Point Of View In Zora Neale Hurston's Dust Tracks On A Road

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As children, we often view the world through innocent and impeccable eyes. Not a care in the world, not a worried thought in our heads. As we grow older, the realization of the real world slowly makes its way into our lives. We begin to feel fear and doubt, there is judgment and assumptions. We begin to “not feel so hopeful” (Hurston). In Zora Neale Hurston’s Dust Tracks on a Road: An Autobiography, Hurston traps the vision of life and how we live it through both a child’s eyes and an adult’s. Using repetitive diction, Zora Neale Hurston illustrates her childhood by manipulating the point of view from the positive innocence of her childhood to the negative maturity of adulthood. Hurston opens with descriptions on her childhood home. She reminisces…show more content…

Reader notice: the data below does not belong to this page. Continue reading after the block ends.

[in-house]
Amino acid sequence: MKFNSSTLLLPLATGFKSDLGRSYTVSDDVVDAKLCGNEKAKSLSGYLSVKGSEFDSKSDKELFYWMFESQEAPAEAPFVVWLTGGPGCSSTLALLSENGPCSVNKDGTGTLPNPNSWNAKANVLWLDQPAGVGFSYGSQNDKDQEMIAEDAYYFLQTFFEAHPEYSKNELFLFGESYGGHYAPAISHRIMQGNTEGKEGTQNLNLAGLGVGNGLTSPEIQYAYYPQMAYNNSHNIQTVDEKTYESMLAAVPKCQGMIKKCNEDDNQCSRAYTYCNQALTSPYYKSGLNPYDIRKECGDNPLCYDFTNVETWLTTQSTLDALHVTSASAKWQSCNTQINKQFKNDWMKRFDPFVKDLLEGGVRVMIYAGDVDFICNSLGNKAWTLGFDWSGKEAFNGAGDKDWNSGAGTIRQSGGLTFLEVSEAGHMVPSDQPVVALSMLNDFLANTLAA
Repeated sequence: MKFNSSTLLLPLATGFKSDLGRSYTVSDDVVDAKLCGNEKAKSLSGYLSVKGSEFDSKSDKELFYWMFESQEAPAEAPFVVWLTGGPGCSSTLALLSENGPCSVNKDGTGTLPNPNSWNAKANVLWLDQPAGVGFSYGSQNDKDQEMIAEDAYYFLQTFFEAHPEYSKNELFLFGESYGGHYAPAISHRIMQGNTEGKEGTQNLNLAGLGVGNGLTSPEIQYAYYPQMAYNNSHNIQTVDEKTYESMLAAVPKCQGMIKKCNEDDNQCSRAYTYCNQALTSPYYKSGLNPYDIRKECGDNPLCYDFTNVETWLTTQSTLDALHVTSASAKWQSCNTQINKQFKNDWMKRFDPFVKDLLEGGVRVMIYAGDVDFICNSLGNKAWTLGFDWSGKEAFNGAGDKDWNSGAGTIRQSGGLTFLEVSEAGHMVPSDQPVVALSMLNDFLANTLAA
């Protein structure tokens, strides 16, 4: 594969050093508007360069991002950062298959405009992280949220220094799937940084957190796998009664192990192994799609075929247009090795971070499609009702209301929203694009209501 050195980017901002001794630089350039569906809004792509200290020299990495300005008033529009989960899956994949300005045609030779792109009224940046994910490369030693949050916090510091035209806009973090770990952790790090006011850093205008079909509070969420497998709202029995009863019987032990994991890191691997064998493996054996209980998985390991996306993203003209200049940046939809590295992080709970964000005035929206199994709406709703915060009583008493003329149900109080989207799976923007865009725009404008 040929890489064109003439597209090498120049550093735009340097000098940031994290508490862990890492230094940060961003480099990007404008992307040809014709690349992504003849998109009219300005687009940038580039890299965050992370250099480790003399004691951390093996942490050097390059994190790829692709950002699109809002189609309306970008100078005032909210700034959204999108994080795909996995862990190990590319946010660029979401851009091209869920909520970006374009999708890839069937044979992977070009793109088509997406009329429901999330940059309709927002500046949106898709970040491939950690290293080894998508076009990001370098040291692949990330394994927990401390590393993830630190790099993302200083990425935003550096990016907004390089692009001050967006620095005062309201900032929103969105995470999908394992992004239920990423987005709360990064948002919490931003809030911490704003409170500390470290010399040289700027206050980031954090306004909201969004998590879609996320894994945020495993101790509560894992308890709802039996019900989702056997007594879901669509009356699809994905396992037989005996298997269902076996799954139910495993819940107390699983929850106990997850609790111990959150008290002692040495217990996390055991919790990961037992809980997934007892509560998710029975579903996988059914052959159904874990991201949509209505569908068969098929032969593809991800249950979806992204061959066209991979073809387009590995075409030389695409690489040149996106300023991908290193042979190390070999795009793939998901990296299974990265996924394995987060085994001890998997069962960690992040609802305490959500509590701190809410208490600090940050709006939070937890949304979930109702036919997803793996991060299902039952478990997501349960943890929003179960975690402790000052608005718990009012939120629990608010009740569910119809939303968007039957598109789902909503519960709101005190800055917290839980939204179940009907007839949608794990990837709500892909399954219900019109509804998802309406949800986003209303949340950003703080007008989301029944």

Fairly quickly the idea of playing outside went from “boisterous games” to being “too poor to sit in the house.” With this sentence the manipulation of Hurston’s point of view begins. Through the eyes of a child playing outside is a wonderful privilege. Through the eyes of Hurston’s mother, it was the only way to experience “any pleasure.” To Hurston’s parents, life was a test and they were trying to get themselves, and Hurston, through it. Hurston’s father had a negative point of view on life and always seemed to be putting Hurston down (for her own good perhaps?) he often threatened to break her spirit or “kill [her] in the attempt.” In a perhaps less blunt way, Hurston’s mother showed that she too, had a fearful and negative outlook on the world. She knew that Hurston was impudent and prideful, but she didn’t want to hurt Hurston too badly in fear that she “would turn out to be a mealy-mouthed rag doll.” Hurston’s father had no problem pointing out the worst and bringing the future with a negative point of view. He often told Hurston of the events she was to encounter in the years to come. He would threaten her with the thought that “posses with ropes and guns were going to drag [her] out sooner or later” for her sassy tongue. Or that her “mama was going to suck sorrow for not beating [her] temper out” before it was too

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